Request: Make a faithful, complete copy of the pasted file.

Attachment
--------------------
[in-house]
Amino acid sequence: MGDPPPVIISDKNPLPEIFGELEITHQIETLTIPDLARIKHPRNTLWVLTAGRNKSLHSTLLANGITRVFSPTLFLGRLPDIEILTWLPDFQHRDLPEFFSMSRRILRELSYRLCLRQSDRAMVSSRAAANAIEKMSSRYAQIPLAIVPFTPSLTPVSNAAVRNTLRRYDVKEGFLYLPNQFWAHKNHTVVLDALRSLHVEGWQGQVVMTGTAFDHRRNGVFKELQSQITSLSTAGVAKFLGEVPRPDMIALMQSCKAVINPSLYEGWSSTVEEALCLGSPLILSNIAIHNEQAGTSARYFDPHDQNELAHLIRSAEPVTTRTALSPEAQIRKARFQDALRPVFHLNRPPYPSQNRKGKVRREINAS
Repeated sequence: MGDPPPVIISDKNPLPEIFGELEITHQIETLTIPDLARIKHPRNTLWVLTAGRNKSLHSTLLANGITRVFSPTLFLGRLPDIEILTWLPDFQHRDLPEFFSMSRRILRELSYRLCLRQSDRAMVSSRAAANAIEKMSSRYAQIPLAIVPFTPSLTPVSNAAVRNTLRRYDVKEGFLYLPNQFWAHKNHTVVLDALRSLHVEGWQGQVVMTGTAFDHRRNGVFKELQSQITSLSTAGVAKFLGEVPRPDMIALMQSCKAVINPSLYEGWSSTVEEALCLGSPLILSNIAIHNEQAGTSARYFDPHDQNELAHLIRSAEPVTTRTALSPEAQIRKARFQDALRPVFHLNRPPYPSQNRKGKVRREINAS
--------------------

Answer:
[in-house]
Amino acid sequence: MGDPPPVIISDKNPLPEIFGELEITHQIETLTIPDLARIKHPRNTLWVLTAGRNKSLHSTLLANGITRVFSPTLFLGRLPDIEILTWLPDFQHRDLPEFFSMSRRILRELSYRLCLRQSDRAMVSSRAAANAIEKMSSRYAQIPLAIVPFTPSLTPVSNAAVRNTLRRYDVKEGFLYLPNQFWAHKNHTVVLDALRSLHVEGWQGQVVMTGTAFDHRRNGVFKELQSQITSLSTAGVAKFLGEVPRPDMIALMQSCKAVINPSLYEGWSSTVEEALCLGSPLILSNIAIHNEQAGTSARYFDPHDQNELAHLIRSAEPVTTRTALSPEAQIRKARFQDALRPVFHLNRPPYPSQNRKGKVRREINAS
Repeated sequence: MGDPPPVIISDKNPLPEIFGELEITHQIETLTIPDLARIKHPRNTLWVLTAGRNKSLHSTLLANGITRVFSPTLFLGRLPDIEILTWLPDFQHRDLPEFFSMSRRILRELSYRLCLRQSDRAMVSSRAAANAIEKMSSRYAQIPLAIVPFTPSLTPVSNAAVRNTLRRYDVKEGFLYLPNQFWAHKNHTVVLDALRSLHVEGWQGQVVMTGTAFDHRRNGVFKELQSQITSLSTAGVAKFLGEVPRPDMIALMQSCKAVINPSLYEGWSSTVEEALCLGSPLILSNIAIHNEQAGTSARYFDPHDQNELAHLIRSAEPVTTRTALSPEAQIRKARFQDALRPVFHLNRPPYPSQNRKGKVRREINAS